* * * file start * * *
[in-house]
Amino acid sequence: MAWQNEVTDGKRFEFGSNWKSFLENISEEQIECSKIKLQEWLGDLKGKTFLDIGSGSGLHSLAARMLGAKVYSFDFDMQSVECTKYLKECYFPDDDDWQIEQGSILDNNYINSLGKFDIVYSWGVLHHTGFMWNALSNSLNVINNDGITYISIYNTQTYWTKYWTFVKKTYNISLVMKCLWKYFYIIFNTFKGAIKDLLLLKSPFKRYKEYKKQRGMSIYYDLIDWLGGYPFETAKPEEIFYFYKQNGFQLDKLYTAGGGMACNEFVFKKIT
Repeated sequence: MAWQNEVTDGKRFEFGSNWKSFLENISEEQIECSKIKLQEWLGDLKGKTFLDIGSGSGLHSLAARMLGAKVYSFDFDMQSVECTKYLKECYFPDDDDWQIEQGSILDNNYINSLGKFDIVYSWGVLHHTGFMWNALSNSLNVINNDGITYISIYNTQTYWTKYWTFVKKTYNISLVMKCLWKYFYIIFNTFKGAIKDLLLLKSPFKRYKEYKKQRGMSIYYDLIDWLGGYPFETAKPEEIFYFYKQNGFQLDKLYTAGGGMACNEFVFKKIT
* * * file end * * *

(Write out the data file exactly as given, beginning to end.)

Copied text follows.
[in-house]
Amino acid sequence: MAWQNEVTDGKRFEFGSNWKSFLENISEEQIECSKIKLQEWLGDLKGKTFLDIGSGSGLHSLAARMLGAKVYSFDFDMQSVECTKYLKECYFPDDDDWQIEQGSILDNNYINSLGKFDIVYSWGVLHHTGFMWNALSNSLNVINNDGITYISIYNTQTYWTKYWTFVKKTYNISLVMKCLWKYFYIIFNTFKGAIKDLLLLKSPFKRYKEYKKQRGMSIYYDLIDWLGGYPFETAKPEEIFYFYKQNGFQLDKLYTAGGGMACNEFVFKKIT
Repeated sequence: MAWQNEVTDGKRFEFGSNWKSFLENISEEQIECSKIKLQEWLGDLKGKTFLDIGSGSGLHSLAARMLGAKVYSFDFDMQSVECTKYLKECYFPDDDDWQIEQGSILDNNYINSLGKFDIVYSWGVLHHTGFMWNALSNSLNVINNDGITYISIYNTQTYWTKYWTFVKKTYNISLVMKCLWKYFYIIFNTFKGAIKDLLLLKSPFKRYKEYKKQRGMSIYYDLIDWLGGYPFETAKPEEIFYFYKQNGFQLDKLYTAGGGMACNEFVFKKIT